George Eliot said she wrote out of a belief in “the orderly sequence whereby the seed brings forth a crop of its kind.” And this is the mood, grand and satisfying, of classical fiction. Through a natural determinism, character and action came together, the intermingling of stories and destinies, of cause and effect, of crime and punishment, gave us most of the great novels of the English and European tradition. Environment, moral choice, defects of character, defaults of luck; these could be depended upon to lead to some plausible resolution. The relativism we now feel undermines the centrality of character. It is difficult to create fictional characters without plots by which the character can reveal itself. What will the seed bring forth? Indeed what does the seed itself contain?
Extraordinary belief, mysterious saturation, seized the authors of the past like bouts of hallucination. When The Sound and the Fury was reissued in the 1940s, Faulkner told us of the continuing history of his imaginary characters: Candace, the heroine of a novel published in 1929, had, we were told, vanished in Paris with the German occupation. She was still beautiful. (The map of Yoknapatawpha County was not a jest.) Thomas Hardy’s “philosophy” was almost a part of the vegetation of his English region; it grew along with the fate of his characters, filling the landscape with a piercing melancholy.
In most contemporary fiction, the author would sensibly hesitate to invite such mysteries; and perhaps he could not, even if he wished, will them into being. Instead the mood of the writer is to admit manipulation and design, to exploit the very act of authorship in the midst of the imagined scene. The broken, the episodic, the ironical are whispers from the wings, reminding us not to be swept away, someone is in charge. (Mary McCarthy spoke of this as “ventriloquism.”) A suspicious and cautious approach to the imaginary does not strike one as temporary or merely fashionable. Instead it seems to come from the very center of our view of life and art. Certain societies, such as the Soviet, by their very rigidity, their fear of movement within, somehow lend themselves to the old forms in fiction, as if they had been granted a sort of extension. Dr. Zhivago, an interesting and largely conceived novel, is old-fashioned and we accept it on those terms, the very fixed form of the novel corresponding to the fixed and immovable structure of the Soviet system. Solzhenitsyn, even in the bitterness of his feelings, can contain his contempt within the traditional form, again because of the tyranny that keeps the orderly expectation, cruel though it be, intact.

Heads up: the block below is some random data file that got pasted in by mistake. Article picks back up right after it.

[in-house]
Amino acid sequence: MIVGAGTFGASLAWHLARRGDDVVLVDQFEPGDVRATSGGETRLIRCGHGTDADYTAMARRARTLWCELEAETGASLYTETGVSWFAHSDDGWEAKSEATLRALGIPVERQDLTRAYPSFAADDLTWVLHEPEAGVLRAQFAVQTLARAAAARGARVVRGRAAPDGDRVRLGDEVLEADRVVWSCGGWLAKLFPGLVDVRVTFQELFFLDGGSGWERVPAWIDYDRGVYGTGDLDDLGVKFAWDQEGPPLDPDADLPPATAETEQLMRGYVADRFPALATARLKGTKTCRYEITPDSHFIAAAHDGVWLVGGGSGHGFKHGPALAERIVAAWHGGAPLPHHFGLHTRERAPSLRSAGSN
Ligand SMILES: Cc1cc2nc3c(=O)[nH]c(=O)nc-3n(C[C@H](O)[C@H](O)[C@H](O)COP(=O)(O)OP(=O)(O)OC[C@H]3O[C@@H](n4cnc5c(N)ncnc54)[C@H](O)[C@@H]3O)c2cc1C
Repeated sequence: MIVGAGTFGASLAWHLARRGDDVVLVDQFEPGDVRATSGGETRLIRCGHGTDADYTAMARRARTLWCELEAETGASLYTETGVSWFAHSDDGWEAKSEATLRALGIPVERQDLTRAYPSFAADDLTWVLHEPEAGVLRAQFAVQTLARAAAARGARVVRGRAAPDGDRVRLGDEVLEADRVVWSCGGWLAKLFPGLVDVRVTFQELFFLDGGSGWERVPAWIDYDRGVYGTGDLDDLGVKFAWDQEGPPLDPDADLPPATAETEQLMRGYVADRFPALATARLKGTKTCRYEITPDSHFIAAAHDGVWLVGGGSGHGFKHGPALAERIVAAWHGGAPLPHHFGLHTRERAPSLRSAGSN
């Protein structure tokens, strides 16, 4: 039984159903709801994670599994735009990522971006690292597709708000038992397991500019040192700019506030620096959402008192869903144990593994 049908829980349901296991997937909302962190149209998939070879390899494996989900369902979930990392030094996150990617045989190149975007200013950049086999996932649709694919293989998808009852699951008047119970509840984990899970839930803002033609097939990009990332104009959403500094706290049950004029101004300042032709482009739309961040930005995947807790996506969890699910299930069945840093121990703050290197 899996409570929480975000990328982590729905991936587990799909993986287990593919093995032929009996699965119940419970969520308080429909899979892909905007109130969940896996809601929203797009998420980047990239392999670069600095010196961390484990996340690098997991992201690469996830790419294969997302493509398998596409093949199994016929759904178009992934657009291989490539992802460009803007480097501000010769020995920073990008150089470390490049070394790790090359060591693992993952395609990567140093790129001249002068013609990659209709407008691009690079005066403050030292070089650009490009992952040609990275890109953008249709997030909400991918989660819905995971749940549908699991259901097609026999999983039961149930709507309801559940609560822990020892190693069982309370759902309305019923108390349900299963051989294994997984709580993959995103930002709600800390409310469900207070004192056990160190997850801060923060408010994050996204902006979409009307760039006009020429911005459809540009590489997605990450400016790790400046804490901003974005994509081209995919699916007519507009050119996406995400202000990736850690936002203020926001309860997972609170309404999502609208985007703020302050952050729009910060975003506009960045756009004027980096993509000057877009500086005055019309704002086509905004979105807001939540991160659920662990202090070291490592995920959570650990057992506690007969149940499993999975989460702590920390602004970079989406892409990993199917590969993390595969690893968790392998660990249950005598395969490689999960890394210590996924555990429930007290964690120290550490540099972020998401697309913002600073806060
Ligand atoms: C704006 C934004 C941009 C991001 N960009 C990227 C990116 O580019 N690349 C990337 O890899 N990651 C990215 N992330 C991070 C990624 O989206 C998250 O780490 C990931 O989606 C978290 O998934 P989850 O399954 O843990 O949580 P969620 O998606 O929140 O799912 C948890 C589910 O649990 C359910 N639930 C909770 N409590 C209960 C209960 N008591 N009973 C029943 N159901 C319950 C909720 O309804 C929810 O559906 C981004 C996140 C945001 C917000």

The art of the past presents itself to us as a consensus, and although we know that history is not just and many worthy things have disappeared we nevertheless gratefully accept the claims of the tradition. We accept it because there is much joy to be found in those things that have given joy before. The individual greets the consensus each time as a discovery, a surprise that can transform life. But what can we ask of fiction today? Can we ask that it present interesting and significant characters who reveal their natures by means of a plausible and satisfying plot? It does not appear that we can set any such standard. We are left with only one demand: that a work be interesting.
Television and the press, and also the “press” of life and population, of reduced privacy, make every day an enormous number of persons known to everyone else. Whatever the day brings forth is quickly, like the loaves and fishes, multiplied for the thousands and the millions. Each person assigns, to the quick and superficial knowledge he is given, his own idea of motivation, of meaning. He writes the story as it comes to him, turning over the possibilities in his mind about candidate and criminal, the celebrity and the merely accidental personal life cast up before the public. With so much “reality” seen in its dramatic moment, the products of the imagination fail often to measure up in excitement, even in “reality.”